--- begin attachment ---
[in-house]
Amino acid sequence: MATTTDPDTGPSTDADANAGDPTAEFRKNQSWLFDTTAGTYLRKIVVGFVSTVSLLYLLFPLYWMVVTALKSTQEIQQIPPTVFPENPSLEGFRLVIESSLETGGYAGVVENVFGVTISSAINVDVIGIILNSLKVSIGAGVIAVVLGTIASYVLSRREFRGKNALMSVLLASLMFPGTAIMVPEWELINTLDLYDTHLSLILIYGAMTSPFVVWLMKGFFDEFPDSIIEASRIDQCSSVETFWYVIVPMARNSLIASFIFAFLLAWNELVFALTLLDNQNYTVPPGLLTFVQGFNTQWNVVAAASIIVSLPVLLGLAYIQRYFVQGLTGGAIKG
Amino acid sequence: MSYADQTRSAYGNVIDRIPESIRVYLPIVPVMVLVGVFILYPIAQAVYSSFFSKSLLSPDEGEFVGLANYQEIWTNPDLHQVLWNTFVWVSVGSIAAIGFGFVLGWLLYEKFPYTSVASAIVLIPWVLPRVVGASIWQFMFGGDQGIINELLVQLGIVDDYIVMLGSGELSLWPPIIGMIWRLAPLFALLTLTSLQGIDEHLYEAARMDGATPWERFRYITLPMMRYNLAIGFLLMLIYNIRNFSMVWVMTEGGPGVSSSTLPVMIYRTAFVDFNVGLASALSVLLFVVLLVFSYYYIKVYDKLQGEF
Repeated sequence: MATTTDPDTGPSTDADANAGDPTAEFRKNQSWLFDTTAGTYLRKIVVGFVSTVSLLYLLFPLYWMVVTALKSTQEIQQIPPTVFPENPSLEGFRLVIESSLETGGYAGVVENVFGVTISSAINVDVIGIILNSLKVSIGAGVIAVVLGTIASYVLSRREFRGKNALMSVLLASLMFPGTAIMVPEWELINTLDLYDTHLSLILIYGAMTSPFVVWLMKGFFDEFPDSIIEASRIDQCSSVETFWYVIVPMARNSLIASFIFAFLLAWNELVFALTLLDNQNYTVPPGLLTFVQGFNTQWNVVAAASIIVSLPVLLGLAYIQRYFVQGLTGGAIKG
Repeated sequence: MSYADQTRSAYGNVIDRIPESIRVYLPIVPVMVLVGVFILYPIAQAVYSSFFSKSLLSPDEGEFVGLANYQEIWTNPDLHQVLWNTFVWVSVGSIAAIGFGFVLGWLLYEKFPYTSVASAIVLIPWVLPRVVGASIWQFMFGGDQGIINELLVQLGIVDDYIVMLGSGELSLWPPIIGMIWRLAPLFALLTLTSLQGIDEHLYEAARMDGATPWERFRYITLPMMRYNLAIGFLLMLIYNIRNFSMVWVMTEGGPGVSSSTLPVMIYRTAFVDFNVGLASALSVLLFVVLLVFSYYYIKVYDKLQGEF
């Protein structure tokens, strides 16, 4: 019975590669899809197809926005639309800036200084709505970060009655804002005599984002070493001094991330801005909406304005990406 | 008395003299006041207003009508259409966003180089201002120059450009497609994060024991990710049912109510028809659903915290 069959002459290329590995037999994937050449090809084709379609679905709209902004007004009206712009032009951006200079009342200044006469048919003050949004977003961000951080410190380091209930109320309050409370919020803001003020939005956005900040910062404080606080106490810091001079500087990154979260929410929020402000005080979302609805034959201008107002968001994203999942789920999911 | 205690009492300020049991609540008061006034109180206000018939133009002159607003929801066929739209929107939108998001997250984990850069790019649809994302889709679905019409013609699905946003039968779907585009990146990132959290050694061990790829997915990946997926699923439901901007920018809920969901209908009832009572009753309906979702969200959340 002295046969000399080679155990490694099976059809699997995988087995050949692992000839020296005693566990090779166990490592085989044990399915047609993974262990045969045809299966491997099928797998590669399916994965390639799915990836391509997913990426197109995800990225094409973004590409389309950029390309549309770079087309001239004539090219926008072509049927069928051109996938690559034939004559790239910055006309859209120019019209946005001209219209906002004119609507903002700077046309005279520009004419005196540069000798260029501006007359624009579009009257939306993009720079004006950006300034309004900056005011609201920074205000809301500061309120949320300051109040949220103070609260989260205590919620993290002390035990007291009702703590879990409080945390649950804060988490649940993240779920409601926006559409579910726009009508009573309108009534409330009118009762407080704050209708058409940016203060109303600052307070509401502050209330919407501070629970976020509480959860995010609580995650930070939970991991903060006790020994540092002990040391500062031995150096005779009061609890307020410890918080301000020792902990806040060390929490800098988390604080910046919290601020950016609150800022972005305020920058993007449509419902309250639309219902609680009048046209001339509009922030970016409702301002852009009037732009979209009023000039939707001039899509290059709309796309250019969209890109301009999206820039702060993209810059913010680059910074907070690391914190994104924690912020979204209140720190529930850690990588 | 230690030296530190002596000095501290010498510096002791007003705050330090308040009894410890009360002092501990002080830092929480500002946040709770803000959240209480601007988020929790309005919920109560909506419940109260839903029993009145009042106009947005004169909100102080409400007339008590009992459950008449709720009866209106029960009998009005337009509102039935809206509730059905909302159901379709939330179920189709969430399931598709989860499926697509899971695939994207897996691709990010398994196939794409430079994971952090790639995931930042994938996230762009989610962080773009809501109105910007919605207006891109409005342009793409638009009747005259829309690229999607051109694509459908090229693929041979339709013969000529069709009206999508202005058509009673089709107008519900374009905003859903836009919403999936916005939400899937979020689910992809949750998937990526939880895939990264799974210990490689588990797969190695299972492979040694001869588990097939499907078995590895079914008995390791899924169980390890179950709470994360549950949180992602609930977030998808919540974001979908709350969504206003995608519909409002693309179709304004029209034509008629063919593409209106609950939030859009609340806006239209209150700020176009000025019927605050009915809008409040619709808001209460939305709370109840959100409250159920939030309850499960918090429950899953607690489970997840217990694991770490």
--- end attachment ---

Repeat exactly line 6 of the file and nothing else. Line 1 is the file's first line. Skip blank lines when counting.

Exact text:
């Protein structure tokens, strides 16, 4: 019975590669899809197809926005639309800036200084709505970060009655804002005599984002070493001094991330801005909406304005990406 | 008395003299006041207003009508259409966003180089201002120059450009497609994060024991990710049912109510028809659903915290 069959002459290329590995037999994937050449090809084709379609679905709209902004007004009206712009032009951006200079009342200044006469048919003050949004977003961000951080410190380091209930109320309050409370919020803001003020939005956005900040910062404080606080106490810091001079500087990154979260929410929020402000005080979302609805034959201008107002968001994203999942789920999911 | 205690009492300020049991609540008061006034109180206000018939133009002159607003929801066929739209929107939108998001997250984990850069790019649809994302889709679905019409013609699905946003039968779907585009990146990132959290050694061990790829997915990946997926699923439901901007920018809920969901209908009832009572009753309906979702969200959340 002295046969000399080679155990490694099976059809699997995988087995050949692992000839020296005693566990090779166990490592085989044990399915047609993974262990045969045809299966491997099928797998590669399916994965390639799915990836391509997913990426197109995800990225094409973004590409389309950029390309549309770079087309001239004539090219926008072509049927069928051109996938690559034939004559790239910055006309859209120019019209946005001209219209906002004119609507903002700077046309005279520009004419005196540069000798260029501006007359624009579009009257939306993009720079004006950006300034309004900056005011609201920074205000809301500061309120949320300051109040949220103070609260989260205590919620993290002390035990007291009702703590879990409080945390649950804060988490649940993240779920409601926006559409579910726009009508009573309108009534409330009118009762407080704050209708058409940016203060109303600052307070509401502050209330919407501070629970976020509480959860995010609580995650930070939970991991903060006790020994540092002990040391500062031995150096005779009061609890307020410890918080301000020792902990806040060390929490800098988390604080910046919290601020950016609150800022972005305020920058993007449509419902309250639309219902609680009048046209001339509009922030970016409702301002852009009037732009979209009023000039939707001039899509290059709309796309250019969209890109301009999206820039702060993209810059913010680059910074907070690391914190994104924690912020979204209140720190529930850690990588 | 230690030296530190002596000095501290010498510096002791007003705050330090308040009894410890009360002092501990002080830092929480500002946040709770803000959240209480601007988020929790309005919920109560909506419940109260839903029993009145009042106009947005004169909100102080409400007339008590009992459950008449709720009866209106029960009998009005337009509102039935809206509730059905909302159901379709939330179920189709969430399931598709989860499926697509899971695939994207897996691709990010398994196939794409430079994971952090790639995931930042994938996230762009989610962080773009809501109105910007919605207006891109409005342009793409638009009747005259829309690229999607051109694509459908090229693929041979339709013969000529069709009206999508202005058509009673089709107008519900374009905003859903836009919403999936916005939400899937979020689910992809949750998937990526939880895939990264799974210990490689588990797969190695299972492979040694001869588990097939499907078995590895079914008995390791899924169980390890179950709470994360549950949180992602609930977030998808919540974001979908709350969504206003995608519909409002693309179709304004029209034509008629063919593409209106609950939030859009609340806006239209209150700020176009000025019927605050009915809008409040619709808001209460939305709370109840959100409250159920939030309850499960918090429950899953607690489970997840217990694991770490």